June 2, 1919: Anarchist Bombings

 

 

Americans who think that terrorism is a new feature of American history are sadly mistaken.  On  the evening of June 2, 1919 followers of Italian anarchist Luigi Galleani, who advocated the violent overthrow of capitalist society, set off bombs simultaneously in eight American cities.  The bombs consisted of sticks of dynamite surrounded by lead slugs to act as shrapnel.  The bombs did a lot of property damage but remarkably only two people were killed:  Carlo Valdinochi, the former editor of an anarchist paper who blew himself up as he blew up the house of Attorney General Palmer in Washington DC, and New York City night watchman William Boehner.

Targets consisted of the homes of politicians and judges with the odd exception of Our Lady of Victory Church in Philadelphia.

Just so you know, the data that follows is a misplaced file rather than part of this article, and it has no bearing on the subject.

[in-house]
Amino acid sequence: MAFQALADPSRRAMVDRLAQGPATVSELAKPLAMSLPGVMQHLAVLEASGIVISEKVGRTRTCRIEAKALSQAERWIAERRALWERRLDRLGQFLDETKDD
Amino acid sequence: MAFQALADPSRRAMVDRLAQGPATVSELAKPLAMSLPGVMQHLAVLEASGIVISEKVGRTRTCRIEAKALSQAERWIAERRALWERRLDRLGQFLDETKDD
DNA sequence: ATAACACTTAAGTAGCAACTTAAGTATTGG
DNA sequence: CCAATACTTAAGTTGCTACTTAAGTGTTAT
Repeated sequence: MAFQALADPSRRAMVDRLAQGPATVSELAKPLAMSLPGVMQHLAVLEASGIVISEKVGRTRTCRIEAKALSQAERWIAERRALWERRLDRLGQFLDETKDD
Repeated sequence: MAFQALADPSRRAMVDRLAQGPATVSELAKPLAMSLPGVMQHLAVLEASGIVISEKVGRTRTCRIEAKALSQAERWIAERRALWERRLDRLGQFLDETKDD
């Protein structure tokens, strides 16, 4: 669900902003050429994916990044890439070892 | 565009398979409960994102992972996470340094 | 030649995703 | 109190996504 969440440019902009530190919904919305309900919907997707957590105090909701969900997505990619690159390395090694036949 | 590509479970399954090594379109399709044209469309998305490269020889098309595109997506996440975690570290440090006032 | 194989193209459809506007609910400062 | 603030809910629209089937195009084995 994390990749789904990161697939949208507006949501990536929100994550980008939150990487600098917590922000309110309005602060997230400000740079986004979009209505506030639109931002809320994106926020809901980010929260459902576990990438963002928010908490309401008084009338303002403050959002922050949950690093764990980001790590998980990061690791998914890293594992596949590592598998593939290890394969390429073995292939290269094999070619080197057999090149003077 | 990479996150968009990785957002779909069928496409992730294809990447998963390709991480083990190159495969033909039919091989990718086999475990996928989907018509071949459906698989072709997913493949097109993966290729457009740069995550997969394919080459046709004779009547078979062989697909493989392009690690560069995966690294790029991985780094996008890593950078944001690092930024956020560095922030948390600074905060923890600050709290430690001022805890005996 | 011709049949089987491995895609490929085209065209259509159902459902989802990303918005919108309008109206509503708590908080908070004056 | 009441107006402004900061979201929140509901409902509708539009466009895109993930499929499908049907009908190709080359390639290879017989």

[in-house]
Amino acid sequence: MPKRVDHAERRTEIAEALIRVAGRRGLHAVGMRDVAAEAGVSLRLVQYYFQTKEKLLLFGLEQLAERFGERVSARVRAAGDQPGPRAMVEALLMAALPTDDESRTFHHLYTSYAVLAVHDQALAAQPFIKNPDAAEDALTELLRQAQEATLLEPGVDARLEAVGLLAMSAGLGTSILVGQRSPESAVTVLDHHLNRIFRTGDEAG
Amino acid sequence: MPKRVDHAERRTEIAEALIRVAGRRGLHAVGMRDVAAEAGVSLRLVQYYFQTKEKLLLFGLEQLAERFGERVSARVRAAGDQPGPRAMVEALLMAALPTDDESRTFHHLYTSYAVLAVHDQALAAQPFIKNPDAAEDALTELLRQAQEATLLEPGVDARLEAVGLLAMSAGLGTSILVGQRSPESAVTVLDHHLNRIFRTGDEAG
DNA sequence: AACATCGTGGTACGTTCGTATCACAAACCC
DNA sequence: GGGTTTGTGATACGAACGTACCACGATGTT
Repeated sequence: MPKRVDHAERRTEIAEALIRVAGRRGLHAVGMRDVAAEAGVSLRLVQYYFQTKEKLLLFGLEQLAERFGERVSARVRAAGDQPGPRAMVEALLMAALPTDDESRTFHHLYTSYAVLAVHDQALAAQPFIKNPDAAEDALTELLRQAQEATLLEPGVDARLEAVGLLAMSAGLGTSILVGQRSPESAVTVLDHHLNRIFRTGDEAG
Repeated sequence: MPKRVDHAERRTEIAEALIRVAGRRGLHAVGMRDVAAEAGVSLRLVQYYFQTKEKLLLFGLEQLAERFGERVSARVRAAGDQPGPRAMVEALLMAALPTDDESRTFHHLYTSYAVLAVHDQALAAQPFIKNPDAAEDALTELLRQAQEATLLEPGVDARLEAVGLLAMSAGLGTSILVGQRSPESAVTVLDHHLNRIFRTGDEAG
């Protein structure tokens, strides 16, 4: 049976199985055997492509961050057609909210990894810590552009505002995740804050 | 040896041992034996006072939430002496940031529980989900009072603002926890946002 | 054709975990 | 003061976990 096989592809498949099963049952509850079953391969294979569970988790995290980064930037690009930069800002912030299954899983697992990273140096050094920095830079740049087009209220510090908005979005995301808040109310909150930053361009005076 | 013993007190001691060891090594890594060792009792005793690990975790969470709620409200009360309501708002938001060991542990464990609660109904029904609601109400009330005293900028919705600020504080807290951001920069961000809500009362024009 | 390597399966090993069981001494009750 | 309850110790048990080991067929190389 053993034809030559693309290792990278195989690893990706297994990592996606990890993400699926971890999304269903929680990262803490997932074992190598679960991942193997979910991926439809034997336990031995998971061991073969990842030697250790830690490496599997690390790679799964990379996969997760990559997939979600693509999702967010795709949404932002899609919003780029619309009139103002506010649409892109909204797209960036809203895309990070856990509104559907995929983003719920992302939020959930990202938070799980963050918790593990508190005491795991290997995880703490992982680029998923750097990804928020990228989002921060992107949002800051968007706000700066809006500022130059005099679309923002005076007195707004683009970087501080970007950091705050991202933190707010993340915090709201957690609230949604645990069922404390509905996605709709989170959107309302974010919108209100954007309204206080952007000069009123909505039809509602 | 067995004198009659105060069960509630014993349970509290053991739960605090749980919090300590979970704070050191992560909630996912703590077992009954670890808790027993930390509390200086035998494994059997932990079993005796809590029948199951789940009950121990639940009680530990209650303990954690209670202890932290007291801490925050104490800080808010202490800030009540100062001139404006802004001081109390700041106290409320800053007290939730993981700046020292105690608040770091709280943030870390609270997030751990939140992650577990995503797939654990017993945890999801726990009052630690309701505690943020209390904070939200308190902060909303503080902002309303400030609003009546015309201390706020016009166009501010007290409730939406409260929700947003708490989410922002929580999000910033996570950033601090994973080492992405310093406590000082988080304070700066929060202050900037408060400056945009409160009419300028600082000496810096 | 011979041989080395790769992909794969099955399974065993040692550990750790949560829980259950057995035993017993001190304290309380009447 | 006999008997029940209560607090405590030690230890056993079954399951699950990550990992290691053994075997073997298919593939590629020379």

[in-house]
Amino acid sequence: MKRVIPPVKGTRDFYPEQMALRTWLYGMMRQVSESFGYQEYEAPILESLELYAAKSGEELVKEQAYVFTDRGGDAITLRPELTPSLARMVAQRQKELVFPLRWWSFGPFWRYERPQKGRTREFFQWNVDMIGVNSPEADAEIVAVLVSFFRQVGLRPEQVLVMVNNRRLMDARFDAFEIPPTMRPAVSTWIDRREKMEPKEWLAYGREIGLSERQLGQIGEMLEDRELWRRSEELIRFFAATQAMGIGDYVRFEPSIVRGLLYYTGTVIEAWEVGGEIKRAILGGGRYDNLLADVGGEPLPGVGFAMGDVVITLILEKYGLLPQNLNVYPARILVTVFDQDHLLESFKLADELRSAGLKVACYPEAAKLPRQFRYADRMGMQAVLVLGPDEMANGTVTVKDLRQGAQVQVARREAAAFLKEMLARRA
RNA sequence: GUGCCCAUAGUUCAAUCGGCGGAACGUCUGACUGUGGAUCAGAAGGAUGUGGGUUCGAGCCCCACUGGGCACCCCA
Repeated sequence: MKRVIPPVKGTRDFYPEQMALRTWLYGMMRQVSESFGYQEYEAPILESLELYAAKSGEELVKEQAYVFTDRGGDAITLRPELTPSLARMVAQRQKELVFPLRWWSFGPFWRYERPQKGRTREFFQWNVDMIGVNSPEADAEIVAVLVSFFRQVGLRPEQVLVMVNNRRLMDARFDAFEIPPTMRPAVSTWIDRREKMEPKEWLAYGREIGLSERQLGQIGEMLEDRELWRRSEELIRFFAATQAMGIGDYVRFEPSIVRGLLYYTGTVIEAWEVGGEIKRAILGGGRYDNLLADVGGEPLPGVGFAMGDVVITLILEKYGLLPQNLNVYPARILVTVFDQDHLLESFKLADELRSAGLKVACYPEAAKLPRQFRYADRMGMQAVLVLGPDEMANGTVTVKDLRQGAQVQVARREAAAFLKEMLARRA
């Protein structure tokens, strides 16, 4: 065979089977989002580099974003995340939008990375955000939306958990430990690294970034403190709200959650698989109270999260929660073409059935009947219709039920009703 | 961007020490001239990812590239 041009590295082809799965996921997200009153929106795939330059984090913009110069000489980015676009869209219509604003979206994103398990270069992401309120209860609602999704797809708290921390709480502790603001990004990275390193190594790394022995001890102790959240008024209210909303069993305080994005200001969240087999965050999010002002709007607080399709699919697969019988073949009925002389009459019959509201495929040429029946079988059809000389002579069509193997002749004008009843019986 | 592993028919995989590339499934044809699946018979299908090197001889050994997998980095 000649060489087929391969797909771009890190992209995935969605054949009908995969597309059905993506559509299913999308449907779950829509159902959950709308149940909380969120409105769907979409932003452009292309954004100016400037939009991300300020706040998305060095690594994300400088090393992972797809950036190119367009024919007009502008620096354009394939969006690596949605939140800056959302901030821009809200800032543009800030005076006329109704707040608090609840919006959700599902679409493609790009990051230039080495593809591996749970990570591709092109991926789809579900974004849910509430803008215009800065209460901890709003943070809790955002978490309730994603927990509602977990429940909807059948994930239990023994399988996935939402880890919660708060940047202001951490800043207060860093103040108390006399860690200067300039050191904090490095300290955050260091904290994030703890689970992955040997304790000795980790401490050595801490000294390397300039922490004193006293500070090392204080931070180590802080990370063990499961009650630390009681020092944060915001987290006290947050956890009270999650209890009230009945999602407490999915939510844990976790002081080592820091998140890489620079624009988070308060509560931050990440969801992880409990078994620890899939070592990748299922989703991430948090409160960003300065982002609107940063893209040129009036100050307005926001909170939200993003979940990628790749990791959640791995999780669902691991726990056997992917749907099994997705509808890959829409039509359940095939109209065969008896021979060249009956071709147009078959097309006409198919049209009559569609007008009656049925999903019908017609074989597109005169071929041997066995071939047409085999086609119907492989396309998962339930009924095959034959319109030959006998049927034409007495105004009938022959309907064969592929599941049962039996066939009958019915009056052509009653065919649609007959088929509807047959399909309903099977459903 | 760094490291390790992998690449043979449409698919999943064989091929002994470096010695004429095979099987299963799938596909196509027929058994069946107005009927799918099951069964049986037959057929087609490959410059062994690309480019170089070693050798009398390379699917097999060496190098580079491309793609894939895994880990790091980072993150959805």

Each of the bombs was accompanied by notes which carried a declaration of war:

War, Class war, and you were the first to wage it under the cover of the powerful institutions you call order, in the darkness of your laws. There will have to be bloodshed; we will not dodge; there will have to be murder: we will kill, because it is necessary; there will have to be destruction; we will destroy to rid the world of your tyrannical institutions

Attorney General A. Mitchell Palmer responded with the Palmer Raids, an extensive nationwide manhunt with 10,000 arrested and 3500 detained.  Among those detained, 556 aliens were deported.  All the sturm und drang was for naught as the people behind the bombings were never uncovered. Civil libertarians long have decried the Palmer Raids, but the incident fixed in the minds of most Americans a strong antipathy for the use of violence to bring about a domestic revolution.  The anarchists succeeded only in blowing up their own cause with their bombs.

 

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Published in: on June 2, 2017 at 5:30 am  Comments Off on June 2, 1919: Anarchist Bombings  
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